Flying in the snow/rain boundary

Discussion in 'Pilot Training' started by AlleyCat67, Nov 23, 2021.

  1. AlleyCat67

    AlleyCat67 Pre-takeoff checklist

    Joined:
    Oct 5, 2017
    Messages:
    261

    Display name:
    AleyCat67
    I'm looking at a forecast a few days from now and wondering about the weather implications. It's going to be about 40 degrees at the surface, with rain forecast, and ceilings at around 4000'. Sounding forecasts don't suggest any kind of inversion - just a normal lapse rate to a freezing level around 3000'. So my assumption is that the precip would form as snow and then melt to rain by the time it hits the ground.

    Are there any particular hazards associated with flying in a mixed rain/snow environment (assuming VFR below the ceiling)? For example, if the wings are slightly colder than the ambient air temperature could I expect refreezing? My inclination right now (if I even go) would be to fly low, keeping to the pure rain / >32F region closer to the groun.
     
  2. GeorgeC

    GeorgeC Administrator Management Council Member PoA Supporter

    Joined:
    Dec 5, 2010
    Messages:
    3,974

    Display name:
    GeorgeC
    Depends where you're going, but remember to leave some margin between forecasts and reality. I was flying north of Allentown a few years ago, OAT near freezing, maybe 3000' ceilings. Despite the modest terrain, I felt like I didn't have many outs to lower ground, and the pucker factor was strong with just a mist of (unforecast) liquid precip.
     
  3. mcmanigle

    mcmanigle Pre-takeoff checklist

    Joined:
    Mar 4, 2013
    Messages:
    460

    Display name:
    John McManigle
    The rain/snow boundary is about the worst place to think about flying. You have the possibility of super-cooled or peri-freezing water, which will freeze on the control surfaces quickly, you will have fully saturated cool air going into the carb (admittedly holding less total water than warmer saturated air, but still), and assuming you're flying any distance, you will have small changes in air temperature by location and altitude that will be hard to predict exactly.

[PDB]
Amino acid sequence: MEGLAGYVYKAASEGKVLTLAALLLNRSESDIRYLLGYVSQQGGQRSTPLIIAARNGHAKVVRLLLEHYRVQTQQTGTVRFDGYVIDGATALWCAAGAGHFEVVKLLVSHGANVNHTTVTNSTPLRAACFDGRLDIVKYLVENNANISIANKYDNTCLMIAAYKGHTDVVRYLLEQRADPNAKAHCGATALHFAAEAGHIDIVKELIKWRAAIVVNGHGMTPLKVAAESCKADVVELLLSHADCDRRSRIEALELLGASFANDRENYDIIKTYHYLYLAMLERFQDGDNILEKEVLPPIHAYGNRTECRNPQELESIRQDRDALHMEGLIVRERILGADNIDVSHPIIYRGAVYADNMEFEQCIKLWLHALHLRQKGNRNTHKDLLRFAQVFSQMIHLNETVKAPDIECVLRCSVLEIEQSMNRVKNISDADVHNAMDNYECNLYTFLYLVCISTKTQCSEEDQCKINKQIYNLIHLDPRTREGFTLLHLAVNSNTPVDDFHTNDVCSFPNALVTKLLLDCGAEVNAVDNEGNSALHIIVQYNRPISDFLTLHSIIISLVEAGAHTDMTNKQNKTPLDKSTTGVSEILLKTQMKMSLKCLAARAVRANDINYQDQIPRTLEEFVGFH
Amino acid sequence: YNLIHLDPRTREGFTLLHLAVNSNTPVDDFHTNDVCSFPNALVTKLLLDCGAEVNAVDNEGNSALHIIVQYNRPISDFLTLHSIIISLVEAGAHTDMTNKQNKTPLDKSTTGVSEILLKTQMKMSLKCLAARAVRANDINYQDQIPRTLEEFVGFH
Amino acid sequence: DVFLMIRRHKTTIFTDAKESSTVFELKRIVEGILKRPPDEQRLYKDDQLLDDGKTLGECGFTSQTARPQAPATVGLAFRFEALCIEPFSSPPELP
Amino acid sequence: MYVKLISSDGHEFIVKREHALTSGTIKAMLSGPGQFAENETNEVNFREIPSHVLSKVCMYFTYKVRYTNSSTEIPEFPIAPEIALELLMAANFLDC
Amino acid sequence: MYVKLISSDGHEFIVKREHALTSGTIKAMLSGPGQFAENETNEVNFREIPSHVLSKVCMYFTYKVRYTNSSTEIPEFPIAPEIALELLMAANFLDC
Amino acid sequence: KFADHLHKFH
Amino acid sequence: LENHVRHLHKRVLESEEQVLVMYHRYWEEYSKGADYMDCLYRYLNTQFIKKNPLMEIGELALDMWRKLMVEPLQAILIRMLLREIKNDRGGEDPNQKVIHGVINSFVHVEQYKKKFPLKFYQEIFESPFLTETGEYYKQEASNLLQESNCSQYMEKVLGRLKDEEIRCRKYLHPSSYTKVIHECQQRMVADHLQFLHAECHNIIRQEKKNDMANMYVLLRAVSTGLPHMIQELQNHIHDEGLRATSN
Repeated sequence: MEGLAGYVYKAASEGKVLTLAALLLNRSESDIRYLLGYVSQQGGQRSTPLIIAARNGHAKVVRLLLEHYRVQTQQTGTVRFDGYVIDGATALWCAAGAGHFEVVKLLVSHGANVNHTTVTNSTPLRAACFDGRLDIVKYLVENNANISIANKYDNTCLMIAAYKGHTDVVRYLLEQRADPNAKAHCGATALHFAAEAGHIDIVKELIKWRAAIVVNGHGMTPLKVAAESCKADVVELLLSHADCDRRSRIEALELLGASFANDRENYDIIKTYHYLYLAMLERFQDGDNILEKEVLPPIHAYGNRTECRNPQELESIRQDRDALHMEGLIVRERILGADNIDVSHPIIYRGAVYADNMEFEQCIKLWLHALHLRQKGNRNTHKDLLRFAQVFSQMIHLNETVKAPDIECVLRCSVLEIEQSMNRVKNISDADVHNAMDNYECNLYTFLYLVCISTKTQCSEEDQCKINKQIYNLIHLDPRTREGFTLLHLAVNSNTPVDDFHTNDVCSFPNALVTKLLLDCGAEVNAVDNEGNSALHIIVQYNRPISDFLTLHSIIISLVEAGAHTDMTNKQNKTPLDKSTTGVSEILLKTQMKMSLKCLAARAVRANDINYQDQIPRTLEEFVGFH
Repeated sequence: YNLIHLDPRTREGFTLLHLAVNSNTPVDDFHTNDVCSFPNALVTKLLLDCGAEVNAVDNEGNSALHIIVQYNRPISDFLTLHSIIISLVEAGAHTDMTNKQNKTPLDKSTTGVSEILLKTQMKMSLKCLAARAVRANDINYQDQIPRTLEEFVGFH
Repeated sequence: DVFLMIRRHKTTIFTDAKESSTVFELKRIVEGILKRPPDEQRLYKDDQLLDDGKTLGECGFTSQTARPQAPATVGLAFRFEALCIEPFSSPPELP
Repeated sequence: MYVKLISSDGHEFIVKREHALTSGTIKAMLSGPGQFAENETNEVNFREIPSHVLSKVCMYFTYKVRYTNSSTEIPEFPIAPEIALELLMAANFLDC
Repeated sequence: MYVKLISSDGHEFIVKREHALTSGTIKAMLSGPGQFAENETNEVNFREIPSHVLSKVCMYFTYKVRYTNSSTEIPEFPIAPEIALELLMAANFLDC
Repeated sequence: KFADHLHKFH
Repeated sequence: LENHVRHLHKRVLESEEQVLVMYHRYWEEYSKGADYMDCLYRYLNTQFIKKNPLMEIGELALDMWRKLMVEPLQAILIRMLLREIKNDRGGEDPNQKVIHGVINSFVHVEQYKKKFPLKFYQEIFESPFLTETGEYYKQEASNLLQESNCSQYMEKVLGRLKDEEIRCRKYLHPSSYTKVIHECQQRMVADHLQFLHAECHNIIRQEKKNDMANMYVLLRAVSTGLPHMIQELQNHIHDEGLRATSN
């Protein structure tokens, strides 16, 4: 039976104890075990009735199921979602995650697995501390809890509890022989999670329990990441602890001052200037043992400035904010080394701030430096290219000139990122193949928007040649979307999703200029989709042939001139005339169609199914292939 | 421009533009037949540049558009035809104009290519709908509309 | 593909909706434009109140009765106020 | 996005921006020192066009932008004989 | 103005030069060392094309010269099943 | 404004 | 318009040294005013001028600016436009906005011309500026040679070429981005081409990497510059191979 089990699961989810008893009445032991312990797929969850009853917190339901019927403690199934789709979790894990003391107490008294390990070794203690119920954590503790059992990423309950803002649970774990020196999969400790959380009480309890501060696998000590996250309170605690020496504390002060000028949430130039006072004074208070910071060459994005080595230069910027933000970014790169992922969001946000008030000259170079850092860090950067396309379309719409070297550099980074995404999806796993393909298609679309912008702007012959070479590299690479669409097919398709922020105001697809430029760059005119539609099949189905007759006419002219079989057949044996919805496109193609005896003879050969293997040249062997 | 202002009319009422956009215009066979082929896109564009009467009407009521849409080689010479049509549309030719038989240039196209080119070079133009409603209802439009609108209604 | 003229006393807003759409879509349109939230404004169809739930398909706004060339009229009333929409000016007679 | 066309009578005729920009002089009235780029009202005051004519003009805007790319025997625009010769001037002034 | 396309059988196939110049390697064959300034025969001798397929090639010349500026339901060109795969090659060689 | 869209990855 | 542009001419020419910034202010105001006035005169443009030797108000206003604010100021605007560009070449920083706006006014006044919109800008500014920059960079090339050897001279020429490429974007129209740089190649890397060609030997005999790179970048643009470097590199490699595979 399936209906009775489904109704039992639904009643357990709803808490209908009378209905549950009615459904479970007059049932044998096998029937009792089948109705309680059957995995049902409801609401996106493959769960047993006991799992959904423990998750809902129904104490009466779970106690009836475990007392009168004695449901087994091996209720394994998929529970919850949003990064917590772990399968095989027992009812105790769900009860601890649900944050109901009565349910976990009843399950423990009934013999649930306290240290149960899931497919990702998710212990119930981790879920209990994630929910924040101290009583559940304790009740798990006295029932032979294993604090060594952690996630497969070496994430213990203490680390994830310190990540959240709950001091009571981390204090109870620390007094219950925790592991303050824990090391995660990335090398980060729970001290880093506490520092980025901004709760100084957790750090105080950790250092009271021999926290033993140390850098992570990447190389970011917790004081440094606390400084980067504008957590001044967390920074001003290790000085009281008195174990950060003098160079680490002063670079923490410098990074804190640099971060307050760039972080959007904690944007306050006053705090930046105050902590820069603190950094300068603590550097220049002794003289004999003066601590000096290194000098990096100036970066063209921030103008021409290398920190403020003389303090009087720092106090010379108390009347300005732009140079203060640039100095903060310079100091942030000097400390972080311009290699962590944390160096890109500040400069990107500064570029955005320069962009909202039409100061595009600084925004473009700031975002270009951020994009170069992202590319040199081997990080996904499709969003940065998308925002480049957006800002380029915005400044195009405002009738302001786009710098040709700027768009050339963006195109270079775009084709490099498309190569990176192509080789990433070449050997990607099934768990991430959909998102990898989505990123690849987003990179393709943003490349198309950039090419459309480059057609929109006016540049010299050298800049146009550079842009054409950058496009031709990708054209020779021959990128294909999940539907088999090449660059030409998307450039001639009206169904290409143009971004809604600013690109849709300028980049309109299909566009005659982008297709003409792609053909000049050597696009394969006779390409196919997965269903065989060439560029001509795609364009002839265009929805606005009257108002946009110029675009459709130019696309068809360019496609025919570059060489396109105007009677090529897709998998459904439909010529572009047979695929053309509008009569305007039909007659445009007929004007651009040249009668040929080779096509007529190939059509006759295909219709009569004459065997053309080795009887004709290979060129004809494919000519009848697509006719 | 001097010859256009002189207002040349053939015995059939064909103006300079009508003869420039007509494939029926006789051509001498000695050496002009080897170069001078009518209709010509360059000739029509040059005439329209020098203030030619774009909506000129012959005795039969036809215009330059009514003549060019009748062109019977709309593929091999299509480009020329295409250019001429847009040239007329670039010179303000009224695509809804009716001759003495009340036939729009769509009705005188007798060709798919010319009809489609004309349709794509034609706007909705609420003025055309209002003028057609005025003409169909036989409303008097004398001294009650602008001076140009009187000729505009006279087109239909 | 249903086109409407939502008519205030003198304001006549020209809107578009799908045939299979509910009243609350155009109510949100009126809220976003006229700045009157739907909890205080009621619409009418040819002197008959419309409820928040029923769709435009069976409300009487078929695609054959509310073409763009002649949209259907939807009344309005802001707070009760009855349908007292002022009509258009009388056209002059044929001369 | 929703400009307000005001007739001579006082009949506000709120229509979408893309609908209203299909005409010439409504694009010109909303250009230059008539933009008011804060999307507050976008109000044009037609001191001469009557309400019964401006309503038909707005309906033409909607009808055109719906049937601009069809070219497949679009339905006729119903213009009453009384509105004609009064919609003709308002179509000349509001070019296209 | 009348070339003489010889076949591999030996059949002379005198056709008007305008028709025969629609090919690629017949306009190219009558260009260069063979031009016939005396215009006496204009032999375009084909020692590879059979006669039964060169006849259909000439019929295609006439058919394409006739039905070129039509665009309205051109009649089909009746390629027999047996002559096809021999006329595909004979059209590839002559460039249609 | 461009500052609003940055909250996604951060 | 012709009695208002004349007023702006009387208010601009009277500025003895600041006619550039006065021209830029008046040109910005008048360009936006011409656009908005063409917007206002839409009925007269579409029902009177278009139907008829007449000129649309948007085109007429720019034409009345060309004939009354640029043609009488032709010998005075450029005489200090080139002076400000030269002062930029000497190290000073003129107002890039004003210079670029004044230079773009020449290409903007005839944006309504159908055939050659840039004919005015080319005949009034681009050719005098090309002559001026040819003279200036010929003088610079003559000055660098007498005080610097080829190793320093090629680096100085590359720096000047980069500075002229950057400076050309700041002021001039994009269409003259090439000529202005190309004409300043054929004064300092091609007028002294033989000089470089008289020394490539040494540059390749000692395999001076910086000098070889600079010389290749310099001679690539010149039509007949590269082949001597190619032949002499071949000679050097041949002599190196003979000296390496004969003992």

One possible scenario: if the rain/clouds are being caused by a frontal system, then possibly the precip is actually falling as rain from a slightly warmer cloud, then getting cooled in the 4k-3k range, and then is supercooled falling in the 3k-1k range where it is just wishing it could freeze on a nice piece of metal.

    If it works with your trip, you would probably be safe with one of the following if you are very sure the weather will support it, or have an "out" if it changes:
    - Climb to solidly "snow" layer outside of the precip (if you're sure there is one), fly through the "snow" layer, and then descend to destination outside of precip. (Here, I would be looking for at least -5C in the precip.) Snow can't freeze more.
    - Stay well below the freezing level, e.g. +5C outside air temperature, and frequently check that nothing is building up on your leading surfaces to convince yourself that whatever you are flying through is not in fact super-cooled.
    - Get above the weather entirely, climbing clear of clouds without penetrating visible moisture.

    I would definitely not plan on lingering for any distance in the -5C to +5C range with visible moisture present, especially when you have an actual destination in mind, because that will lead to changes along the route. And hanging out just below the freezing level puts a ceiling as well as a floor on your flight, which is a lot of boundaries to put on your "outs."

    I'm not going to pretend that there's no safe way to do what you want to do, but if you're asking how to do it on the internet, I wouldn't try it, at least without being very happy to land somewhere else for the night. Hell, I'm answering the question on the internet and I wouldn't do it.
     
    Jim K likes this.
  4. AlleyCat67

    AlleyCat67 Pre-takeoff checklist

    Joined:
    Oct 5, 2017
    Messages:
    261

    Display name:
    AleyCat67